I've found the blog posts on this topic really interesting but one thing springs to mind - public engagement is really hard, especially when you're also devoting a lot of time and energy to research. It's a bit like switching between languages. At the moment a few dedicated and enthusiastic (and generally talented) individuals take the time, but I think for many academics the day job of teaching and research is hard enough before learning a bunch of other skills to talk to the general public when there is (as currently) very little incentive to do so. Even with incentives a lot of us just aren't going to be very good at it.


I wholeheartedly support such roles. However, your suggestion of this as a separate job to that of professor of economics doesn't seem to tally with yesterday's desire to hang all academics on the cross of being idiots.
Either being a part of wider public life is part of their* duty that they are willfully neglecting, and so the creation of a new role is spurious -- just compel academics to do their jobs, or it is not. In that case your call for specific professors to fill that void seems like a wise move.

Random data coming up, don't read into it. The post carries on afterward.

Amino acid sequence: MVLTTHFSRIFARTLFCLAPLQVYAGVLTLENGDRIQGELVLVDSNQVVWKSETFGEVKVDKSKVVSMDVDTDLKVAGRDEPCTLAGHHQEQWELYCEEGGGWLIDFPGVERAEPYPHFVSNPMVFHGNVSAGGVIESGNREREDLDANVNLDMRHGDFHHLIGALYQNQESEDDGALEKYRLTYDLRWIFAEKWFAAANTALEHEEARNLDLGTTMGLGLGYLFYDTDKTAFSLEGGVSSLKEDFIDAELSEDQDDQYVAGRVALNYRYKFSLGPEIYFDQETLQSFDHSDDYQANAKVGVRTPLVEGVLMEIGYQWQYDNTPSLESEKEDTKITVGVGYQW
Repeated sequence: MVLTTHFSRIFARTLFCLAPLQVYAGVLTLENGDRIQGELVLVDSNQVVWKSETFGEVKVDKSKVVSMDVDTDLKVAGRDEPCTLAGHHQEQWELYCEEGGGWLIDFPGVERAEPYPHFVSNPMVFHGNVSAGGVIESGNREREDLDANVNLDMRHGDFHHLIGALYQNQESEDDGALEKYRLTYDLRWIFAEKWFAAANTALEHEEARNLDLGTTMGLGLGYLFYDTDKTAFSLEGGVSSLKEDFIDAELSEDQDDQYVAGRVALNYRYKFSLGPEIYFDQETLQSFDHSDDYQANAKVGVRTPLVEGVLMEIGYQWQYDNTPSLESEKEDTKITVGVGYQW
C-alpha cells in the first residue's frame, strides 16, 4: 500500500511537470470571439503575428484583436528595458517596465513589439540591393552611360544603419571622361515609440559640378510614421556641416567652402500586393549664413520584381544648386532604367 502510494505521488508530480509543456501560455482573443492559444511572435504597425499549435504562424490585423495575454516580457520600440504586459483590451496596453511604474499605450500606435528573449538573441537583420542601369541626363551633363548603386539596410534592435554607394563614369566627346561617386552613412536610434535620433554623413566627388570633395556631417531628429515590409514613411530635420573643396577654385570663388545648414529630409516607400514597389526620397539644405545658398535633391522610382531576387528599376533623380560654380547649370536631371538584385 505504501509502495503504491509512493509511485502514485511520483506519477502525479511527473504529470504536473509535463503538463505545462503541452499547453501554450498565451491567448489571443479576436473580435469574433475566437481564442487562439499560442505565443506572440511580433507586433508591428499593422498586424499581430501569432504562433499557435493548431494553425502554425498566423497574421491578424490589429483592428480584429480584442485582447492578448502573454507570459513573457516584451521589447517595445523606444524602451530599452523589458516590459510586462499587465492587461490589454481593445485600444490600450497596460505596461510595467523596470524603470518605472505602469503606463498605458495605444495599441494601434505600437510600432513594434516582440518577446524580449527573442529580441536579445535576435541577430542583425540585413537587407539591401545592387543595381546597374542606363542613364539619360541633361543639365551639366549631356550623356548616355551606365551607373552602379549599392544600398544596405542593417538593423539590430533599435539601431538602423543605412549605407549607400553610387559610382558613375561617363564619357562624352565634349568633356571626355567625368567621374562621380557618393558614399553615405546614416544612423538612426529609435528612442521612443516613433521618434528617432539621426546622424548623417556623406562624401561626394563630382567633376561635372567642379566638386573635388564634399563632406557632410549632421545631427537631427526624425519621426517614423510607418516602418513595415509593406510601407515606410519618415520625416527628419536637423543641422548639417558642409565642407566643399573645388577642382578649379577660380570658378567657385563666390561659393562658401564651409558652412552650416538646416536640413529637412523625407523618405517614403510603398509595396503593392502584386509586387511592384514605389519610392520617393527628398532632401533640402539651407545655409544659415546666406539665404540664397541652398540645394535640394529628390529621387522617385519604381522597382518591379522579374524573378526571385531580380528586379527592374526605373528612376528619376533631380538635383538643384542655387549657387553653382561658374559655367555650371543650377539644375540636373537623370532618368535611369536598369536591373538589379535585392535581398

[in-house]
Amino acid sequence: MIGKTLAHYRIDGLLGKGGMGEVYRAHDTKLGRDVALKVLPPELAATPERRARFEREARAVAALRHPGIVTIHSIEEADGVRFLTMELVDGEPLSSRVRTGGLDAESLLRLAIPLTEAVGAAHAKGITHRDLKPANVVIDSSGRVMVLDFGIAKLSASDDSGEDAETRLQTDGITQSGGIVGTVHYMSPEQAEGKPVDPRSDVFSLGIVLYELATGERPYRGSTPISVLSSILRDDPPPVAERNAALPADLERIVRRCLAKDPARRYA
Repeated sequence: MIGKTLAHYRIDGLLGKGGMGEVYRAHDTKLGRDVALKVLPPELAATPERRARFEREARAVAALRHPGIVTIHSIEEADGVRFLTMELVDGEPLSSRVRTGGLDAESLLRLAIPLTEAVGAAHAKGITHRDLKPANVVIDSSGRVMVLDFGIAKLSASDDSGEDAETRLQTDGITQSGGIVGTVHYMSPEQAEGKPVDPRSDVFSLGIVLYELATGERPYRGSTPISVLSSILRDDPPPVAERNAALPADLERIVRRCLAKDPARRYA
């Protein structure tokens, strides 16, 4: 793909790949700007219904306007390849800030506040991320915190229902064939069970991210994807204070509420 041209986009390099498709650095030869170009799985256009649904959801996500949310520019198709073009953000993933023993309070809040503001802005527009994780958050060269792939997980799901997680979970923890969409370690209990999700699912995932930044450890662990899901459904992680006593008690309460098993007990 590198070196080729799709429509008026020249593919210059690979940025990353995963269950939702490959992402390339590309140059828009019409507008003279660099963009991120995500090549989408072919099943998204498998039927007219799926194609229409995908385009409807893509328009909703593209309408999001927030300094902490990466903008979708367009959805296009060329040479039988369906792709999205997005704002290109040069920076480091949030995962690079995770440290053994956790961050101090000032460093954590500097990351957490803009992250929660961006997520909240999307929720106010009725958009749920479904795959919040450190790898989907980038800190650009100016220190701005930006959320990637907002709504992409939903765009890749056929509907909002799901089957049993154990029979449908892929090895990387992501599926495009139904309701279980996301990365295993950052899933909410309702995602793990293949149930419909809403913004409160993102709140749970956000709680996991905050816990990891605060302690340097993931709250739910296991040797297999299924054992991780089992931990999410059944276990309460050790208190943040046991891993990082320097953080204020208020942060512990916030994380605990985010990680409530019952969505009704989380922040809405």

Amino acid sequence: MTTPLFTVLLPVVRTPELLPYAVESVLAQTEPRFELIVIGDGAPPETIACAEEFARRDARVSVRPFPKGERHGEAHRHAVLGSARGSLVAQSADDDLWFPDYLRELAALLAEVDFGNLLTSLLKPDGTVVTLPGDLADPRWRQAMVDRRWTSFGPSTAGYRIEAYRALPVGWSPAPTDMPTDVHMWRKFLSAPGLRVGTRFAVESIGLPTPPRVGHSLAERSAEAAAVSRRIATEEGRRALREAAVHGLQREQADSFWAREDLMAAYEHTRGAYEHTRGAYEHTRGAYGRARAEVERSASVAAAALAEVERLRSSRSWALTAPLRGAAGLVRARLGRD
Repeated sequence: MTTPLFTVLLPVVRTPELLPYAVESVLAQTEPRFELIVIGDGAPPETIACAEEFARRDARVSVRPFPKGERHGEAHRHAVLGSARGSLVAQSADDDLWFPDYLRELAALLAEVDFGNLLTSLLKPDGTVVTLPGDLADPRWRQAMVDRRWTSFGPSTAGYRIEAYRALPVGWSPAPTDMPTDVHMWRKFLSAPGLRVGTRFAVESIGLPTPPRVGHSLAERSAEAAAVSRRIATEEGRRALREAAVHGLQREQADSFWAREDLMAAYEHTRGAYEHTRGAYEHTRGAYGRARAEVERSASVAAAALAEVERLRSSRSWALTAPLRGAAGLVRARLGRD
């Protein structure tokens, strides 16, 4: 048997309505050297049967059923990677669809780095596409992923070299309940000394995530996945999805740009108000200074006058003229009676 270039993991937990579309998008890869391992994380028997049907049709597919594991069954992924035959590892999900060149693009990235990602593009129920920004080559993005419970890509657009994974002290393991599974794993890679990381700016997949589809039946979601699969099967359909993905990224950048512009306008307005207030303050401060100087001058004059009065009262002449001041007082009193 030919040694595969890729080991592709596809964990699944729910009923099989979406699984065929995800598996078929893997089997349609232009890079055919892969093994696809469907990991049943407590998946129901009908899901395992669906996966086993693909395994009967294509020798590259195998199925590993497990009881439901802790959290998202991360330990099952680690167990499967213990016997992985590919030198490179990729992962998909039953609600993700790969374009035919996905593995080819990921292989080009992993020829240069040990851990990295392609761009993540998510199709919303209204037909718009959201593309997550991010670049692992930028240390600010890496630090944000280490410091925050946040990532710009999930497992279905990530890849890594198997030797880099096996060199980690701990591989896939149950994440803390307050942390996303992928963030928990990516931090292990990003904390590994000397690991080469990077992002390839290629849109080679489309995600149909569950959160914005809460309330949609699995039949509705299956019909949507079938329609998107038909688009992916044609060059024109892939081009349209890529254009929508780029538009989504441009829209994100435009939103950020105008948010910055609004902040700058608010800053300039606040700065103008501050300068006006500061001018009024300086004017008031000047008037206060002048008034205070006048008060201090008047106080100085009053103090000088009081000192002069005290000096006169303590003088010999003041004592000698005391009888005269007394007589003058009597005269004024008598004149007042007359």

Now, I also happen to agree that we would have a more vibrant public life if more academics engaged with it in their areas of expertise. But, and this is an important caveat, to extend this to an individual obligation on each and every academic is a stretch.

One could reasonably argue it is the duty of the academy/a university in the aggregate to encourage and provide such interaction. Indeed, instituting professorships as discussed here might be a constructive way of meeting such an obligation.

* depending on whether your critique extended beyond academics in economics this is 'our', 'we', etc.


What are your thoughts on whether a code of ethics for economists might address this problem?

For example, if economists who were members of a professional body (e.g. AEA, EEA) had to disclose their financial interests when commenting publicly, and were obliged to disclose assumptions in their analysis that would not be apparent to a lay person.


@ Rumplestatskin - I'm not sure such a code would help much. The problem with UK economists isn't really that their views are contaminated by undisclosed financial interests.


As a non-economist who has been reading about economics for several years, I think that your heart is in the right place with this suggestion but it’s not the right answer.